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4 Pivotal Questions Small Group Point People Should Ask

4 Pivotal Questions Small Group Point People Should Ask

I learned today that one of my son’s favorite actors, Christian Bale (aka Batman!), will play the lead role in an upcoming biopic based on the life of Dick Cheney. The film does not yet have a title or release date but I am very keen to see how Bale, who apparently is unrecognisable (as himself!), undertakes the role.

What has this to do with small groups you ask!

Well…I recently read a Dick Cheney quote: “In terms of asking questions, I plead guilty. I ask a h*%#l of a lot of questions. That’s my job.”

Mr. Cheney sees it as an important part of his job to ask questions. Likewise, asking questions is also an integral part of our role as small group point people. While there are any number of questions we could and should ask, for the sake of this article I would like to suggest four.

1. How will the small group ministry help fulfil my church’s mission?
Small group ministry is a vehicle through which your church can fulfil its overall vision and mission. Think about your church’s mission statement, I guarantee it says something about reaching out to others and building or growing disciples. It may have other impressive words and catch phrases but underneath will be these two directives.

Isn’t that what we want to do with small groups? Your small group ministry does not need another slogan or snazzy wording—what it needs is to plan and execute alignment with your church’s ‘big picture.’

Possible action step – Write down your church’s mission statement, put it somewhere you will see it constantly. Take time to brainstorm with your leaders how it is being fulfilled through small groups and any changes which might need to take place.

2. What is your ‘end in mind’?
What does it look like to you for small groups to be a success? A growing number of groups (yes), a growing number of leaders (yes). Small groups being seen as a core to your church’s culture (yes)…BUT is there more? YES.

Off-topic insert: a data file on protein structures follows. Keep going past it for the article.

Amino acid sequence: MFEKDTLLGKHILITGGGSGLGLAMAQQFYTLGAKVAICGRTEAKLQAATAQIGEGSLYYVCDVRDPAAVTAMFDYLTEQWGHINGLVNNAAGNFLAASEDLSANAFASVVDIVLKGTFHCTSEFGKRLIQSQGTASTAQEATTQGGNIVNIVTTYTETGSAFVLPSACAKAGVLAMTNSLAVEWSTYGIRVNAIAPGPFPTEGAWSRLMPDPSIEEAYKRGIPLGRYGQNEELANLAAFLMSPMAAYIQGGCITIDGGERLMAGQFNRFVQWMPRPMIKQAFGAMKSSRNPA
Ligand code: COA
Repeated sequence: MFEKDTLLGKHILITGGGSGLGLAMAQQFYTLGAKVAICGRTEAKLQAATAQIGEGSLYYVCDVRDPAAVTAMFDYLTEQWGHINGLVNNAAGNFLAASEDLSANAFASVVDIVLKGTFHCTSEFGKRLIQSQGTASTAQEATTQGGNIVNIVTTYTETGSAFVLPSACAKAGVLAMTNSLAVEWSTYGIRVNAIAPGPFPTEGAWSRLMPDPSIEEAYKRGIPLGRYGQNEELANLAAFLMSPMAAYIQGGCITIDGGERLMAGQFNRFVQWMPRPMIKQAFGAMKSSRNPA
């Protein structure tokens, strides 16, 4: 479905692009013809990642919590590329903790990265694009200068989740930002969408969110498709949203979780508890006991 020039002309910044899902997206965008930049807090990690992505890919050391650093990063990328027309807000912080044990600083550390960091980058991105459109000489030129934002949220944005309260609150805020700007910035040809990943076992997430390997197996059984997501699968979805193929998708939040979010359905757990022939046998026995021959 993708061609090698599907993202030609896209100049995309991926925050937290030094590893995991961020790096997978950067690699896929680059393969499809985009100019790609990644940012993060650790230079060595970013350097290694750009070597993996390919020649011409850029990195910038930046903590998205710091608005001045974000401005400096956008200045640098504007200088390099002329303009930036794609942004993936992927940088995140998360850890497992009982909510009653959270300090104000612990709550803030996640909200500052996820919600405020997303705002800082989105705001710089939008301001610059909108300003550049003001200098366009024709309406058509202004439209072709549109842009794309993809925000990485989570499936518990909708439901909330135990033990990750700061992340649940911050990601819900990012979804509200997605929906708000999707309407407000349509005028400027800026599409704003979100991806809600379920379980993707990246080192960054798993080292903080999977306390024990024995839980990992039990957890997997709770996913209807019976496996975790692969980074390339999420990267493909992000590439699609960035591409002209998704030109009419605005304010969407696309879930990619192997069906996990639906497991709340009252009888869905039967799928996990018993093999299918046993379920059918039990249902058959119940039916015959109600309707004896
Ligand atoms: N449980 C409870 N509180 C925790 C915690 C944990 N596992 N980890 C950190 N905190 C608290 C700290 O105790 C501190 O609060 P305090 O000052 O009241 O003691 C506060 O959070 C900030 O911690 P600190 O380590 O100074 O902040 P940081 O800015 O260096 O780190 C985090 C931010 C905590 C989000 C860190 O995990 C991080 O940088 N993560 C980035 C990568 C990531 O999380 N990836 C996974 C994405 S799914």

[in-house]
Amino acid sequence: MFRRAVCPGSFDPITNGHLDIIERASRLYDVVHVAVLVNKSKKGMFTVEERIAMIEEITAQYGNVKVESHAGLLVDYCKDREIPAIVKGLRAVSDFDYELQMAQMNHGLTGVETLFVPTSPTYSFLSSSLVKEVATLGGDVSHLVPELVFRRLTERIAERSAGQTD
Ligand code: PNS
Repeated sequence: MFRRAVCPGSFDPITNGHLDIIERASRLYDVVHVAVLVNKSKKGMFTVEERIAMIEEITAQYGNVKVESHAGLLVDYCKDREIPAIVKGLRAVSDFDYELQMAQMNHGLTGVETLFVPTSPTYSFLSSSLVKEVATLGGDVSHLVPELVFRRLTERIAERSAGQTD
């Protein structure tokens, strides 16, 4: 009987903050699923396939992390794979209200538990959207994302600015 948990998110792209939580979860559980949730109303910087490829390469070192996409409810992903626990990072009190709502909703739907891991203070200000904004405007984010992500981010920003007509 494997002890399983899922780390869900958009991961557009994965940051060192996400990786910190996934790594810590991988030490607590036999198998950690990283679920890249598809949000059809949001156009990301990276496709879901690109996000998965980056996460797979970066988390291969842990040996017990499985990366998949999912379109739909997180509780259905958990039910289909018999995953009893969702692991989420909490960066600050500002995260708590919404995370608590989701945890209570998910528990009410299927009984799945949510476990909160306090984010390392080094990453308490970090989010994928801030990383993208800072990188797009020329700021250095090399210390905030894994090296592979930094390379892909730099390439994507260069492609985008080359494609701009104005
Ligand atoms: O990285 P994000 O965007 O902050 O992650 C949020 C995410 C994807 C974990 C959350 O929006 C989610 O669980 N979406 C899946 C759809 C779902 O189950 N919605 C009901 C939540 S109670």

Over the years I have come to realise that the most important end in mind is individual lives being transformed. Our small group ministry is successful when we see followers of Jesus being encouraged in their small group to take the ‘next step’ (different for each person) in their relationship with God.

Possible action step – Take a quiet moment to sit before God and ask Him what His ‘end in mind’ is for your small group ministry. Write down your thoughts, feelings and responses. At the right moment share them with your leadership team

3. What will a small group leader look like?
I began my small group ministry with enthusiasm for set, formal training of leaders before they embarked on leading a group. However, I have changed my mind over the years and I now am far less focused on initial training of leaders and more intent on developing ‘on-going’ connection for leaders, whether this be through a formal ‘coach’ system or through peer mentoring.

When I reflect on Jesus’ model, he sent his disciples out before they were fully equipped. They didn’t have all the answers, in fact it could be said they had very little idea about what they were doing. He sent them out in twos for support, he debriefed with them when they came back, that was about it!

Possible action step – List the current requirements for small group leadership in your context. What is working, what needs tweaking? Seek Gods direction.

4. How will I build a small group ministry system and structure?
In my experience, this is a question that is often missing. Small groups are set up and do well for a season, then wane and are left on the ‘back burner’ to simmer along by themselves. What is needed is a long-term plan and system to channel people toward groups consistently.

To make small groups an ongoing priority and part of the ‘dna’ of your congregation, a system and structure need to be thought through and developed. Take a moment to consider your ‘new comers’ ministry. What steps are in place to connect this ministry to small group ministry. Or if you run Alpha (a fantastic course!), what system is in place to help people continue in a small group once the course has finished? Could all ministry areas work together to offer all people simple steps and pathways toward a small group where they could journey in faith with others? What would that look like?

Possible action step – Do some research into how other churches structure their small group ministry and provide pathways across other ministry areas.

I would love to hear how you go ‘tangling’ with these pivotal questions.

This article originally appeared here.